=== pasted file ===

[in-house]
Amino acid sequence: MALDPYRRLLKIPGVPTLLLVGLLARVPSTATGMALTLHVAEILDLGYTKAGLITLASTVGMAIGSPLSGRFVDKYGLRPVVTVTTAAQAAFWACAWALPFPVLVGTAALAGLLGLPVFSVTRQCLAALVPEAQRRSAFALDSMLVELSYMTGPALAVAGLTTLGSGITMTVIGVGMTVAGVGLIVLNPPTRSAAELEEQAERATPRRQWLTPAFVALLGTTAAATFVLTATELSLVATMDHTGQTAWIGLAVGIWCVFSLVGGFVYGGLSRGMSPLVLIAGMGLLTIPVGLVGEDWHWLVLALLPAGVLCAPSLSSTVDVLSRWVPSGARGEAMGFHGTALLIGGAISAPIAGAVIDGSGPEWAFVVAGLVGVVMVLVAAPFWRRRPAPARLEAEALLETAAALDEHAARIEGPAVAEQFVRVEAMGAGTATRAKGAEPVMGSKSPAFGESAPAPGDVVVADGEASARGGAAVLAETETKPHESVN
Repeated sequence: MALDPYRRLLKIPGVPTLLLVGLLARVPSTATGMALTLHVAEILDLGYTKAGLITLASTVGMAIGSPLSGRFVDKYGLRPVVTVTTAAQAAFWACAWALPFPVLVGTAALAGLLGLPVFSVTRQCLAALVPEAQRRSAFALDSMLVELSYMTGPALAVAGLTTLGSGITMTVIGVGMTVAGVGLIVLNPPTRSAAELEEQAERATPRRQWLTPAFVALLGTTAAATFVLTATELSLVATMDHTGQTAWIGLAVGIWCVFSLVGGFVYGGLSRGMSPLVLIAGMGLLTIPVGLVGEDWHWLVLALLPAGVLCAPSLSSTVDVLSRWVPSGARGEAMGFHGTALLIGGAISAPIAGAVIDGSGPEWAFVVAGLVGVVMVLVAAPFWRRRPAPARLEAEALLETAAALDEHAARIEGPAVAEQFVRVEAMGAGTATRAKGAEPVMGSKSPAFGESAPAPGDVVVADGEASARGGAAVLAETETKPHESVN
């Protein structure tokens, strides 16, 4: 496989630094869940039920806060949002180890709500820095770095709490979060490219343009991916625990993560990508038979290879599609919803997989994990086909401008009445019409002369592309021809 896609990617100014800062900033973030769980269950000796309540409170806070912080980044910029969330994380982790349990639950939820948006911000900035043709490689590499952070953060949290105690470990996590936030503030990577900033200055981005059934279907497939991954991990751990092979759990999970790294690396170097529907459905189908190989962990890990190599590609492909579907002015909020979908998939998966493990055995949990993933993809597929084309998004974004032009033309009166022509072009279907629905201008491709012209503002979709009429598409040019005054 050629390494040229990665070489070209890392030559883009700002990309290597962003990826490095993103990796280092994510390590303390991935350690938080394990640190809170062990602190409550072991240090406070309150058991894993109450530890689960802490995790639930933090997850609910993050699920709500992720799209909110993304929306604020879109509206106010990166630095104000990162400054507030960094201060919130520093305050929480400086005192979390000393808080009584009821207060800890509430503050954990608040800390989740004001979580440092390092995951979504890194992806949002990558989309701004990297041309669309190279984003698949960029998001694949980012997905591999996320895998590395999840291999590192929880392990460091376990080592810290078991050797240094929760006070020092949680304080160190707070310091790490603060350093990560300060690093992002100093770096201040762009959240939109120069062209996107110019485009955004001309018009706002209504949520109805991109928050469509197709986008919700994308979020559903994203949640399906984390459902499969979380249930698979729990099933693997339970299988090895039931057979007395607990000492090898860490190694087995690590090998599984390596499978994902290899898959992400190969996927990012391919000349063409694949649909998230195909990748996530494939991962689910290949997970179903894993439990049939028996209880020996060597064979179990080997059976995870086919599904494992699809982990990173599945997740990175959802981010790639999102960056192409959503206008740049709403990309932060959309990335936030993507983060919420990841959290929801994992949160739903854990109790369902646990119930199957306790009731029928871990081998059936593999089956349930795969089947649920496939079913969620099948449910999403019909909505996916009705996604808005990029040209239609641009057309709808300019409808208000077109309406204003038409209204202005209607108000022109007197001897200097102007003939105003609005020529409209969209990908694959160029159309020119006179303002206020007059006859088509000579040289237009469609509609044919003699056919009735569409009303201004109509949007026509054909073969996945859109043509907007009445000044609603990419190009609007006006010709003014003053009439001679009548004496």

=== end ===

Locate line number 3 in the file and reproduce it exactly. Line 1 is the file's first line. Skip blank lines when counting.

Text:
Repeated sequence: MALDPYRRLLKIPGVPTLLLVGLLARVPSTATGMALTLHVAEILDLGYTKAGLITLASTVGMAIGSPLSGRFVDKYGLRPVVTVTTAAQAAFWACAWALPFPVLVGTAALAGLLGLPVFSVTRQCLAALVPEAQRRSAFALDSMLVELSYMTGPALAVAGLTTLGSGITMTVIGVGMTVAGVGLIVLNPPTRSAAELEEQAERATPRRQWLTPAFVALLGTTAAATFVLTATELSLVATMDHTGQTAWIGLAVGIWCVFSLVGGFVYGGLSRGMSPLVLIAGMGLLTIPVGLVGEDWHWLVLALLPAGVLCAPSLSSTVDVLSRWVPSGARGEAMGFHGTALLIGGAISAPIAGAVIDGSGPEWAFVVAGLVGVVMVLVAAPFWRRRPAPARLEAEALLETAAALDEHAARIEGPAVAEQFVRVEAMGAGTATRAKGAEPVMGSKSPAFGESAPAPGDVVVADGEASARGGAAVLAETETKPHESVN